Norway is one of the world's most prosperous countries, and the production of oil and gas accounts for 20 percent of its economy. Other important sectors include hydropower, fish, forests, and minerals. State revenues from petroleum are deposited in the world's largest sovereign wealth fund.... see details ›
Norway is expected to export nearly 90 billion cubic metres (bcm) of gas to the European Union, nearly 25% of its expected gas needs this year, according to forecasts from energy consultancy Rystad. Exports to Britain could reach 36 bcm, nearly 50% of the country's total gas demand.... see details ›
The Government Pension Fund Global, also known as the Oil Fund, was established in 1990 to invest the surplus revenues of the Norwegian petroleum sector. It has over US$1.19 trillion in assets, and holds 1.4% of all of the world's listed companies, making it the world's largest sovereign wealth fund.... continue reading ›
The oil and gas industries play a dominant role in the Norwegian economy, providing a source of finance for the Norwegian welfare state through direct ownership of oil fields, dividends from its shares in Equinor, and licensure fees and taxes.... continue reading ›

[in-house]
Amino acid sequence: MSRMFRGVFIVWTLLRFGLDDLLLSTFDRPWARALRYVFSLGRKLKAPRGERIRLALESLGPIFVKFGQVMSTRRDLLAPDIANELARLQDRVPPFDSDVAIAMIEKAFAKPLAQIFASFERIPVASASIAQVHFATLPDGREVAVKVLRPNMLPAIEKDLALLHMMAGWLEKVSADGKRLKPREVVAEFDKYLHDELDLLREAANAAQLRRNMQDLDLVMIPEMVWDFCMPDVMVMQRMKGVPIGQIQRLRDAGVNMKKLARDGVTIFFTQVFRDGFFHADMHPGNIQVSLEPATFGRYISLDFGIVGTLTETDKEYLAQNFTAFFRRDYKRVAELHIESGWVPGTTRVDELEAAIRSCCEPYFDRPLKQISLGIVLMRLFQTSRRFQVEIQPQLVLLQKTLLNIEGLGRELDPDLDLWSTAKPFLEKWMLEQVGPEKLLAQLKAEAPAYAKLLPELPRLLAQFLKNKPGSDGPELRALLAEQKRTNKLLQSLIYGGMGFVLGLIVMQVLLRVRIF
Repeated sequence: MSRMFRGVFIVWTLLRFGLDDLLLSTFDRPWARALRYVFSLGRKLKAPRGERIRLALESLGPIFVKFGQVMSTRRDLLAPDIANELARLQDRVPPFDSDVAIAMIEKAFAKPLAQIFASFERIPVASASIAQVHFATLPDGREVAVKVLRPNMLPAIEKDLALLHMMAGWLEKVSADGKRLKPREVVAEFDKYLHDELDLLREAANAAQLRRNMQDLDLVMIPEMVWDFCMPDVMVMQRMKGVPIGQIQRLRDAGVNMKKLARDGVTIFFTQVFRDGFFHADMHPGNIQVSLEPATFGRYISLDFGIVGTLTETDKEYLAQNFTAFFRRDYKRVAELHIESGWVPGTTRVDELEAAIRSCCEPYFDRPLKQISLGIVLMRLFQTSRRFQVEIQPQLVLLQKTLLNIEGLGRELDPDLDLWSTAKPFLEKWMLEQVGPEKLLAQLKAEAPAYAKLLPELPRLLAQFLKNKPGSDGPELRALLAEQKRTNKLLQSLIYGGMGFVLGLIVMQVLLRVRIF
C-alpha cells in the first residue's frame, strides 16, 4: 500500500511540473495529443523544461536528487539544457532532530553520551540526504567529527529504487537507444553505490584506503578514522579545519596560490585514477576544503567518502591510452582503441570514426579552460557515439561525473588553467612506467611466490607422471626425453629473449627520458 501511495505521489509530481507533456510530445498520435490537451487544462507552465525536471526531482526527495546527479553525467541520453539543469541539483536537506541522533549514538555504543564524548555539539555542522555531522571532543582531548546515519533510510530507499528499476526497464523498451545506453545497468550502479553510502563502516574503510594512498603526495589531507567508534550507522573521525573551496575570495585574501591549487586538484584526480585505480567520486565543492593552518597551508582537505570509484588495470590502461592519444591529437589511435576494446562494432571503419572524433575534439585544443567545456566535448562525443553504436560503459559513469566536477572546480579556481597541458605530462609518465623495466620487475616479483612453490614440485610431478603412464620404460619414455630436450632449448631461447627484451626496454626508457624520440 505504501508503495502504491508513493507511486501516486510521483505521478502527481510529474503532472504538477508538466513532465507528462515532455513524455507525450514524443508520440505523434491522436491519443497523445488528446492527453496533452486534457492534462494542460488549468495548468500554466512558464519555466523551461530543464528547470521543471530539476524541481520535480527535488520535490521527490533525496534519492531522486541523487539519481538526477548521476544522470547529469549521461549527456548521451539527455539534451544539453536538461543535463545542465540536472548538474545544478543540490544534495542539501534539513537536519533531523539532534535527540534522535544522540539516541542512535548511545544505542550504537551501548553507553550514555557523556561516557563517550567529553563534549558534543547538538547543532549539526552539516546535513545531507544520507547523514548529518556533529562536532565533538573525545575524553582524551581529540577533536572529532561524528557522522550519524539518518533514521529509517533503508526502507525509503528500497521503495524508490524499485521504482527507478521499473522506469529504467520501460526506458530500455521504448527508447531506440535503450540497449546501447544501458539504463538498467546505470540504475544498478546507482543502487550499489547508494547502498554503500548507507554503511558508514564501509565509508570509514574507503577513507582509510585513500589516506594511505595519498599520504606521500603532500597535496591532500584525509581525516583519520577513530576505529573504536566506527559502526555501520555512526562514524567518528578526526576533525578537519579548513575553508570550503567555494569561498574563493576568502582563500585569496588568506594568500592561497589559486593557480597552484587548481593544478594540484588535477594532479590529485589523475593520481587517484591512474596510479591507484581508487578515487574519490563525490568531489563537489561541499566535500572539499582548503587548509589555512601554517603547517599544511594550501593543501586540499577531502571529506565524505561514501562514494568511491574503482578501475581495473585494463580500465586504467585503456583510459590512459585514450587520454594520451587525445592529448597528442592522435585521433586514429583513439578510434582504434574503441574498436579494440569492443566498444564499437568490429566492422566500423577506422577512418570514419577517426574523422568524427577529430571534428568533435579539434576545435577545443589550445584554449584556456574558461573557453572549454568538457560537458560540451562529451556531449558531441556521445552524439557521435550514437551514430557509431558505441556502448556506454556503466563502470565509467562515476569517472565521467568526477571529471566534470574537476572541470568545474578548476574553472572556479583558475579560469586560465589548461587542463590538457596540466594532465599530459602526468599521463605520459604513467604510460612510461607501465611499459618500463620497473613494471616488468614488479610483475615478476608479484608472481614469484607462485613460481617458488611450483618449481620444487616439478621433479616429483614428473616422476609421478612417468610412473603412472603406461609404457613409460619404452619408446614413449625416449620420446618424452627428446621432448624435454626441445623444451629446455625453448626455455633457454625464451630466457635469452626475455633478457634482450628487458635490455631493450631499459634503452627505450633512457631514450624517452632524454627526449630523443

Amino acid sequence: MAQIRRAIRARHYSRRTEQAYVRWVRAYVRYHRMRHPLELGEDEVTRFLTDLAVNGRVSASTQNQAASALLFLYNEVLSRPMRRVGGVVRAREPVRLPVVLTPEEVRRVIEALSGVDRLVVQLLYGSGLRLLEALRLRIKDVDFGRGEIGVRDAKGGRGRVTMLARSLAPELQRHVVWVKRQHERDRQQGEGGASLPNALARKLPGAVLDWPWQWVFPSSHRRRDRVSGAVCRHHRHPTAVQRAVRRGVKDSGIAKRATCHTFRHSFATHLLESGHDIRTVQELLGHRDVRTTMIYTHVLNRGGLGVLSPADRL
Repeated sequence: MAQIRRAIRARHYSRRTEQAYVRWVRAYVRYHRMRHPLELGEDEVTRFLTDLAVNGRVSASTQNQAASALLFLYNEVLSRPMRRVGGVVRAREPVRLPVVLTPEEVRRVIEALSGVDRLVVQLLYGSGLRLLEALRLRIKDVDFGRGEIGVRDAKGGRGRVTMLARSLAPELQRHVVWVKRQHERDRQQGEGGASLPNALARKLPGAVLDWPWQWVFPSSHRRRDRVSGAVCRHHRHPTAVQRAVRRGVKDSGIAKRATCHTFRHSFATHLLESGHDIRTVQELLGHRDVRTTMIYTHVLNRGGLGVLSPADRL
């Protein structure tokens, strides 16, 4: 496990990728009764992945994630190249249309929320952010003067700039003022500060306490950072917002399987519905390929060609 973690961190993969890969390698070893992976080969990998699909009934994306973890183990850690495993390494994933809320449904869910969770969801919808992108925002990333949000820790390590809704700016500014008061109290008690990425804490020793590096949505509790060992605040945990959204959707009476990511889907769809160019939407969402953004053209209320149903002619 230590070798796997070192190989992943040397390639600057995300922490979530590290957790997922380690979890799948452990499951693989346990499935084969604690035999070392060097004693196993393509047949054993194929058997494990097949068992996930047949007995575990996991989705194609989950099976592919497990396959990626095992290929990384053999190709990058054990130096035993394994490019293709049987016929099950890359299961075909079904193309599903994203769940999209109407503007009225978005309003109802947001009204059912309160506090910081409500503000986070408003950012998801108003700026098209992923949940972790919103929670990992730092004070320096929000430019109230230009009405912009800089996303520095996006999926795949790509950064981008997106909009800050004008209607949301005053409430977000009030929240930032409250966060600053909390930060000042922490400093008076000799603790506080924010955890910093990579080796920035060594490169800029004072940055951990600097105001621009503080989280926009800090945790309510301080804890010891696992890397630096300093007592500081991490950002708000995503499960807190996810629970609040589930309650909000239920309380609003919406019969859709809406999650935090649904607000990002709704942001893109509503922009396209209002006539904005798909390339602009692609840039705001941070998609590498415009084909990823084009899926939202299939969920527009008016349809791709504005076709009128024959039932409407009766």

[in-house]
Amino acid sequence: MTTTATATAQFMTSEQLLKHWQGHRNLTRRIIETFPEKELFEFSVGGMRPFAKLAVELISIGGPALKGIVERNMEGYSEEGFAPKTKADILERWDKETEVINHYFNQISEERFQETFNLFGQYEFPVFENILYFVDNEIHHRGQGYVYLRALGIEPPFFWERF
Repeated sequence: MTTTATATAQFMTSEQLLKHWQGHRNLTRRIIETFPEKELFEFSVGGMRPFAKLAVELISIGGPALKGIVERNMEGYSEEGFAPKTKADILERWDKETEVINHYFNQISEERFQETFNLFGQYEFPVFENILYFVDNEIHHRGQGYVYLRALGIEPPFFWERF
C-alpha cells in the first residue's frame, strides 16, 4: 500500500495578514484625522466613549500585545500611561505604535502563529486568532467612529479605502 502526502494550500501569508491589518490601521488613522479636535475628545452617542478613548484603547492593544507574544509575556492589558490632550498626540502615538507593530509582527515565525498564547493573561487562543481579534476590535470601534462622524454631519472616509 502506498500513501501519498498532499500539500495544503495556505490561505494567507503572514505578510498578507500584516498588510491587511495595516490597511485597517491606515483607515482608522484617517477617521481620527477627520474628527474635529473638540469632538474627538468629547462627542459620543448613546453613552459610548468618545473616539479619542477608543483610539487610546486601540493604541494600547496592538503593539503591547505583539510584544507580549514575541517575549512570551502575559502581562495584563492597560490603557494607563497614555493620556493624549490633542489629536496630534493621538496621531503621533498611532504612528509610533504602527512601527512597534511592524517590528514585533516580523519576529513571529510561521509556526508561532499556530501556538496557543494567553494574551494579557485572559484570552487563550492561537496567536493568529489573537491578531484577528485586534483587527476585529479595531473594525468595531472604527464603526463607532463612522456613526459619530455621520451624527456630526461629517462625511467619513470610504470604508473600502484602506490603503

The weak Norwegian krone seems to be largely attributable to factors related to the risk premium, such as the declining importance of petroleum in the Norwegian economy, a relative reduction in FDI in Norway and a fall in oil industry-specic share prices.... view details ›
The public sector in Norway provides many vital services to the general population. The tax that we pay is used to finance public services such as health services, hospitals, education and transport. In addition to covering social costs, taxes are also used to promote greater equality between individuals.... see details ›
Norway has caught the fame for being one of the richest countries in the world. In terms of GDP per capita we ranked number 4 in 2020 (see the list here). When it comes to having the largest Sovereign Wealth Fund in the world we rank number 1! This fund amounted to 1.275 Billion USD in 2020.... see details ›
Norway: National debt from 2017 to 2027 (in billion U.S. dollars)
|Characteristic||National debt in billion U.S. dollars|